When she first started the project, Needles assumed that she might make 20 or 30 quilts, but to date she has made over 100 and she says that her sewing room at home is full of donated scrubs to make more. “I think it’s going to be a long-term project,” she laughs.
“I’ve promised the other nurses that I’ll keep making quilts until I use up all their scrubs.”
The families of the preemie babies love the quilts also. “They get to know which isolette holds their baby by which quilt is on it,”she continues. The cheerful quilts help soften the hospital environment and bring some comfort to the families who are dealing with a deeply stressful situation.
“My children were all born healthy, and I never had to be on the other side of NICU as a parent,” Needles notes. “I’ve had so many blessings and I’m happy to be able to use my talent to give something back. All the NICU nurses want to do anything we can do for the parents to make their journey easier.”
That “journey” is most certainly made more manageable through the dedication, compassion, and skill of the NICU nursing staff and the brightly colored isolette quilts made from their treasured scrubs.
Click here to return to top.
Column 145: Suzy on Carolyn Mazloomi's Groundbreaking Quilt Exhibit
Column 144: Texas Community Marks Juneteenth Sesquicentennial with History Quilts
Column 143: Maya Embroidered Patchwork
Column 142: Huipil Patchwork Quilts
Column 141: Tom Korn’s Military Medal Quilts
Column 140: The Return of Double Knits!
Column 139: Passage Quilts
Column 138: Home of the Brave Quilts
Column 137: The Story of Fabric Yo-Yos
Column 136: Christmas in July
Column 135: Trifles
Column 134: Deaf Initiatives—Communicating Through Quilts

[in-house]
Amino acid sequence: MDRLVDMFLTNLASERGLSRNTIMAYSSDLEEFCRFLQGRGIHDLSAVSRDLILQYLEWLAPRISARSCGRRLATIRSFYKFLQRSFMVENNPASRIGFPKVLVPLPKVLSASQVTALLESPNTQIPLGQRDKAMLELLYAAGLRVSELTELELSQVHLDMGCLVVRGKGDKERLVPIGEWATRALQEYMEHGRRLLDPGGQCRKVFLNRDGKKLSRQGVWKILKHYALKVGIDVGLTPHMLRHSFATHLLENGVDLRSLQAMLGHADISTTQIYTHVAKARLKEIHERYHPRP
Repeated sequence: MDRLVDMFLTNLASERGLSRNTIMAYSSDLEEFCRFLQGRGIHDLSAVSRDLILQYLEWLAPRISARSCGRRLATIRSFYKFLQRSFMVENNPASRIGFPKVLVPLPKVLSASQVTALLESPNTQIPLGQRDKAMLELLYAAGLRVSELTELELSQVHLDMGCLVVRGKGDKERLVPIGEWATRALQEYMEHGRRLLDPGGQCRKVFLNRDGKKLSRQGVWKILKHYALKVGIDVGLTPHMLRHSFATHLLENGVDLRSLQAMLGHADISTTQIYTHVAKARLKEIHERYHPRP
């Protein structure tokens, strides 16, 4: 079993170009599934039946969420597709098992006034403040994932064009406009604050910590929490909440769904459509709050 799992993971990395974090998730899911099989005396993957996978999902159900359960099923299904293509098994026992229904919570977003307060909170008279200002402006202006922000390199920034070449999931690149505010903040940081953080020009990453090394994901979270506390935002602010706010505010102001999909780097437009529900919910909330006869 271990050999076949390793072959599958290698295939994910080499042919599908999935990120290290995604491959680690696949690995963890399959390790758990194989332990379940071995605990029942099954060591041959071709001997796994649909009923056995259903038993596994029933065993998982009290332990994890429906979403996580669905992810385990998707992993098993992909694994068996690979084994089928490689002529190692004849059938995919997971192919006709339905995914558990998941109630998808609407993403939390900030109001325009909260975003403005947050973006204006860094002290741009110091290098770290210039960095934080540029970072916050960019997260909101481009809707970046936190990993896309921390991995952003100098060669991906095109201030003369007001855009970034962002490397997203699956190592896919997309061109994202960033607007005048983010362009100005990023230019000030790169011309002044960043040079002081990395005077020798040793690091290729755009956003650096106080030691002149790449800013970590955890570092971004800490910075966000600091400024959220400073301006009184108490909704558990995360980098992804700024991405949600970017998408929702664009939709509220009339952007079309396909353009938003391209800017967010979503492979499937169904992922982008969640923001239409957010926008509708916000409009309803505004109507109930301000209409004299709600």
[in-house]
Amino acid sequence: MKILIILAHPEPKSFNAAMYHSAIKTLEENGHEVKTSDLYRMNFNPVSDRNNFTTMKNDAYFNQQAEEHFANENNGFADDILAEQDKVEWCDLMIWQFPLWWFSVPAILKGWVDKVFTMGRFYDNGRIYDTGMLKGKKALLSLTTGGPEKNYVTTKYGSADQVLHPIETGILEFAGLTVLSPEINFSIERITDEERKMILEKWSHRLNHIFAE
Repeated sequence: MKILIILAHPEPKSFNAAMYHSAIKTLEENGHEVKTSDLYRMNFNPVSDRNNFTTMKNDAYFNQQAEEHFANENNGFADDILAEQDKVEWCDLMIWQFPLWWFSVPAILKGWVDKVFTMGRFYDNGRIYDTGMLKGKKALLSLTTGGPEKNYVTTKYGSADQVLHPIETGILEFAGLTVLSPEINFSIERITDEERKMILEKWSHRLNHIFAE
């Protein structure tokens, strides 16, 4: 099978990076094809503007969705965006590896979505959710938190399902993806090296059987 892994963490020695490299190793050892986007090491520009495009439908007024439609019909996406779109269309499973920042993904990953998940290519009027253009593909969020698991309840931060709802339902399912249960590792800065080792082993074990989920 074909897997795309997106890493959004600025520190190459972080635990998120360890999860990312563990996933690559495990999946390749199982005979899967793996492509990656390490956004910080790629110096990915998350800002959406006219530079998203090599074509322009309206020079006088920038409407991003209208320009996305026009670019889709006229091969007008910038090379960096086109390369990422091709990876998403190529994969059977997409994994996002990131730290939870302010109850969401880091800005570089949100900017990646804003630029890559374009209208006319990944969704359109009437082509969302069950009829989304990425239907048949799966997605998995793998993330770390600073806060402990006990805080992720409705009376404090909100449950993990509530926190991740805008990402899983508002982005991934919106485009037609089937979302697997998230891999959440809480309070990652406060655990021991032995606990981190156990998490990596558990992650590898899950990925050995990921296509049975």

Column 133: My Betty Boop Quilt
Column 132: Maura Grace Ambrose
Column 131: All You Need Is Love
Column 130: Chicken Linens
Column 129: The Quilted Chuppah
Column 128: Patchwork Around the World: Yoruba Dance Costumes
Column 127: The Bowers Co-Op Quilts
Column 126: Fon Appliqué and Haitian Voodoo Flags
Column 125: The Quilt Garden at The North Carolina Arboretum
Column 124: Harriet Powers and Handful’s Mauma
Column 123: Quilters de Mexico
Column 122: An Appliquéd Surprise
Column 121: Matisse’s Fabric Stash
Column 120: Soogan—The Cowboy’s Quilt
Column 119: The Ron Swanson Quilt
Column 118: HClarkdale, Georgia—A Thread of History
Column 117: How WWI Changed the Color of Quilts in the United States
Column 116: Wagga—The Bushman’s Quilt
Column 115: All in the Family
Column 114: The Alabama State Quilt
Column 113: Balloon Quilts of Albuquerque
Column 112: The Family That Quilts Together, Stays Together
Column 111: Two Rivers, Three Sisters
Column 110: Quilters Helping Quilters
Column 109: Community Cookbooks and Fundraiser Quilts—Parallel Histories
Column 108: Quilting to Freedom
Column 107: National Quilting Day
Column 106: The Airing of the Quilts
Column 105: A Call for a National Juneteenth Commemorative Quilt
Column 104: Dominoes
Column 103: 1936 Texas Centennial Bluebonnet Quilt
Column 102: Helen Blackstone, A Texas Quilter
Column 101: Montana CattleWomen Anniversary Brand Quilt
Column 100: 100th Suzy's Fancy Column!
Column 99: Montana Stockgrowers Anniversary Brand Quilt
Column 98: The Tobacco Sack Connection
Column 97: Meet the Sisters Who Are State Fair Quilting Queens
Column 96: The connection between fairs and quilts.
Column 95: Her Mother Pieced Quilts
Column 94: Rebecca Barker’s Quiltscapes
Column 93: The Thread and Thimble Club Mystery
See other archived columns here